This study assessed the effects of a best friend’s facial attractiveness on first impressions of medium-attractive children and early adolescents. Younger (N = 114, 48 boys and 66 girls, Mage = 8.16 years) and older (N = 168, 83 boys and 85 girls, Mage = 12.32 years) participants rated photos of unknown medium-attractive younger (6–9 years) and older (10–16 years) boys and girls (the targets) who were paired with an attractive or unattractive same-gender best friend. First-impression scores were consolidated ratings of targets on six characteristics reflecting social and academic competence (has a lot of friends, fun to be with, popular, good leader, kind to others, smart in school). First impressions of older but not younger targets were more positive when targets were paired with an attractive than with an unattractive friend. Further research is needed to determine whether having an attractive friend represents a social advantage primarily after puberty.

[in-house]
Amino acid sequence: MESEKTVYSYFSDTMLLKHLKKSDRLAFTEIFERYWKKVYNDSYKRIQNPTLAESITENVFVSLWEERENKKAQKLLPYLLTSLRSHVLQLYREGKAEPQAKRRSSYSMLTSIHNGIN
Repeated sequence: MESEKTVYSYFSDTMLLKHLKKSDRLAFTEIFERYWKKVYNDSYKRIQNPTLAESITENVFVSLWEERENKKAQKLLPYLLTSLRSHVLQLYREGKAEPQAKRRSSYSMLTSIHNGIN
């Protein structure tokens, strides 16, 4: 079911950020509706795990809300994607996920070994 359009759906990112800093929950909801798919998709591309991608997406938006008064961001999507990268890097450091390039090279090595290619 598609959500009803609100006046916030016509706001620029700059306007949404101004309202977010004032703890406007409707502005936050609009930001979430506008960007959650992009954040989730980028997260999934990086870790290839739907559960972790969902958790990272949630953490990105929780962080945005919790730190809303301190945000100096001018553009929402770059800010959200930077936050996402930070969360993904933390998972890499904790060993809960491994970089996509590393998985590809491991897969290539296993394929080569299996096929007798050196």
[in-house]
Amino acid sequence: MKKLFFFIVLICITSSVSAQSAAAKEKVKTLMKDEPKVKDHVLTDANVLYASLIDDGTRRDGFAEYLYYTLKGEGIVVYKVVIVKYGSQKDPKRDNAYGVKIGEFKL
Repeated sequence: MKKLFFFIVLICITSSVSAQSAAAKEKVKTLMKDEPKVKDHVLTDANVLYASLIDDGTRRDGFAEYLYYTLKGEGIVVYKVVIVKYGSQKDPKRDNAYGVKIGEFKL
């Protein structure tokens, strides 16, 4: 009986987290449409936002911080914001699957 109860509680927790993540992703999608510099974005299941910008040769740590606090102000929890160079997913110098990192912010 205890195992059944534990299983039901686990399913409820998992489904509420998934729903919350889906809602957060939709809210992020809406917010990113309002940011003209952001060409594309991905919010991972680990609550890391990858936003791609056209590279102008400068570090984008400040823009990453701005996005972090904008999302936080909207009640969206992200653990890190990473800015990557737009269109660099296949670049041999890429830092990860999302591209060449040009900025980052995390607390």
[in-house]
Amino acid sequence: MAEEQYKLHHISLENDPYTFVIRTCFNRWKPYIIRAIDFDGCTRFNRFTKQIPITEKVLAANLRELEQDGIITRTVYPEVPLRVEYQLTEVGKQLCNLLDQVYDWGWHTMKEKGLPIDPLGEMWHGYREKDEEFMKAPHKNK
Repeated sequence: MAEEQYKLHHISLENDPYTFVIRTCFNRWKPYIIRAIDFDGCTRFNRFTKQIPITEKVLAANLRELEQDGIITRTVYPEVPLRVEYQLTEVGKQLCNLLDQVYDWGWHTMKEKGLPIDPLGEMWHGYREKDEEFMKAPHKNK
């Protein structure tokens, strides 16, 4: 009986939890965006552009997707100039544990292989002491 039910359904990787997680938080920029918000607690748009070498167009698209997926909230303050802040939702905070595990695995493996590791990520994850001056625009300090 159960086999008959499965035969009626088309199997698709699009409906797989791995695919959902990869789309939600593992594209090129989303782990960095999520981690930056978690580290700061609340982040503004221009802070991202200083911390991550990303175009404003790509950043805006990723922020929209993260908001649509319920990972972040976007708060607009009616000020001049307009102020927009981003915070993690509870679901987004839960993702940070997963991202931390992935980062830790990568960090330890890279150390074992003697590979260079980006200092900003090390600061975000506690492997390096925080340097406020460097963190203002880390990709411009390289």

Zarbatany, Lynne and Marshall, Kiera G.
"Are First Impressions of Unknown Children and Early Adolescents Affected by the Facial Attractiveness of Their Best Friend?,"
4, Article 2.
Available at: http://digitalcommons.wayne.edu/mpq/vol61/iss4/2